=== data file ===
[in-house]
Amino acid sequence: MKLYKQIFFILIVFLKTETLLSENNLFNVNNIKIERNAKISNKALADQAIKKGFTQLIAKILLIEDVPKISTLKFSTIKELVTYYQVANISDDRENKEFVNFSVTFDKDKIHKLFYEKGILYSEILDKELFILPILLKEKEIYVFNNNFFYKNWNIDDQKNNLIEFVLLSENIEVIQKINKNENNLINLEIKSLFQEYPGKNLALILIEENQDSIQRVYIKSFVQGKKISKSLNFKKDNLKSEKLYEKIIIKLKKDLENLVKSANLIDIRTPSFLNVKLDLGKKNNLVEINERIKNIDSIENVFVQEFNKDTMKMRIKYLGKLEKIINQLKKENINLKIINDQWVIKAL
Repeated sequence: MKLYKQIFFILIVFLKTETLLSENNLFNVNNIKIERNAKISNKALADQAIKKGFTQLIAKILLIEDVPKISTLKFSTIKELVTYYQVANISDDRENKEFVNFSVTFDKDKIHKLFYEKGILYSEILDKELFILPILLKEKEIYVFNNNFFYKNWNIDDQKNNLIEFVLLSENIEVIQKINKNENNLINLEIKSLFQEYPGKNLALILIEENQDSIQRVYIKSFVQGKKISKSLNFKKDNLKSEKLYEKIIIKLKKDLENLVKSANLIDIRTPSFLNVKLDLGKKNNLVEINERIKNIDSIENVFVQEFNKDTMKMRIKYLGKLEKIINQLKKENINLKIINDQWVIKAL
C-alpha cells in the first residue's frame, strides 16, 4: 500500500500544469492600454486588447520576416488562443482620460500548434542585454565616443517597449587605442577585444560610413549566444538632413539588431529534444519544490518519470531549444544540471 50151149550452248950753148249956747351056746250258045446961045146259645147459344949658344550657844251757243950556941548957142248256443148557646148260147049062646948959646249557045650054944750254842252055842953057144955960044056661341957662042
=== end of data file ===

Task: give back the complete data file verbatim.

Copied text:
[in-house]
Amino acid sequence: MKLYKQIFFILIVFLKTETLLSENNLFNVNNIKIERNAKISNKALADQAIKKGFTQLIAKILLIEDVPKISTLKFSTIKELVTYYQVANISDDRENKEFVNFSVTFDKDKIHKLFYEKGILYSEILDKELFILPILLKEKEIYVFNNNFFYKNWNIDDQKNNLIEFVLLSENIEVIQKINKNENNLINLEIKSLFQEYPGKNLALILIEENQDSIQRVYIKSFVQGKKISKSLNFKKDNLKSEKLYEKIIIKLKKDLENLVKSANLIDIRTPSFLNVKLDLGKKNNLVEINERIKNIDSIENVFVQEFNKDTMKMRIKYLGKLEKIINQLKKENINLKIINDQWVIKAL
Repeated sequence: MKLYKQIFFILIVFLKTETLLSENNLFNVNNIKIERNAKISNKALADQAIKKGFTQLIAKILLIEDVPKISTLKFSTIKELVTYYQVANISDDRENKEFVNFSVTFDKDKIHKLFYEKGILYSEILDKELFILPILLKEKEIYVFNNNFFYKNWNIDDQKNNLIEFVLLSENIEVIQKINKNENNLINLEIKSLFQEYPGKNLALILIEENQDSIQRVYIKSFVQGKKISKSLNFKKDNLKSEKLYEKIIIKLKKDLENLVKSANLIDIRTPSFLNVKLDLGKKNNLVEINERIKNIDSIENVFVQEFNKDTMKMRIKYLGKLEKIINQLKKENINLKIINDQWVIKAL
C-alpha cells in the first residue's frame, strides 16, 4: 500500500500544469492600454486588447520576416488562443482620460500548434542585454565616443517597449587605442577585444560610413549566444538632413539588431529534444519544490518519470531549444544540471 50151149550452248950753148249956747351056746250258045446961045146259645147459344949658344550657844251757243950556941548957142248256443148557646148260147049062646948959646249557045650054944750254842252055842953057144955960044056661341957662042